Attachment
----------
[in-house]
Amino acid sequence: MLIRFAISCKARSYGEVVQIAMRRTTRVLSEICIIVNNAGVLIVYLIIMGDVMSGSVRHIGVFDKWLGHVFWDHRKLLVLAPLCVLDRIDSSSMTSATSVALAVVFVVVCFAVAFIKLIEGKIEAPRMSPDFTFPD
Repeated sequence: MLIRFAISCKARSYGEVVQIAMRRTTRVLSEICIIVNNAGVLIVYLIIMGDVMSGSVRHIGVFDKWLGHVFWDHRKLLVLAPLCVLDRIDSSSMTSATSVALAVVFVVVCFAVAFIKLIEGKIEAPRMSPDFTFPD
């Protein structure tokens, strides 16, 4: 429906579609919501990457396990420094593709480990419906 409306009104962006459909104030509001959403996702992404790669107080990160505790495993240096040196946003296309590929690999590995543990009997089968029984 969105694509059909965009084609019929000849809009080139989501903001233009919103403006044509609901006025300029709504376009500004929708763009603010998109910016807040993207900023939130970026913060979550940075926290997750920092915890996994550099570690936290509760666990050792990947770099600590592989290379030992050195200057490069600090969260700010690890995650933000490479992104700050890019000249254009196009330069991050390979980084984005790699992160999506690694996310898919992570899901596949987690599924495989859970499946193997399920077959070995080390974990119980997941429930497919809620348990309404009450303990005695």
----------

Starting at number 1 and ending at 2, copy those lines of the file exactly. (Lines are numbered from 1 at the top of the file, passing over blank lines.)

[in-house]
Amino acid sequence: MLIRFAISCKARSYGEVVQIAMRRTTRVLSEICIIVNNAGVLIVYLIIMGDVMSGSVRHIGVFDKWLGHVFWDHRKLLVLAPLCVLDRIDSSSMTSATSVALAVVFVVVCFAVAFIKLIEGKIEAPRMSPDFTFPD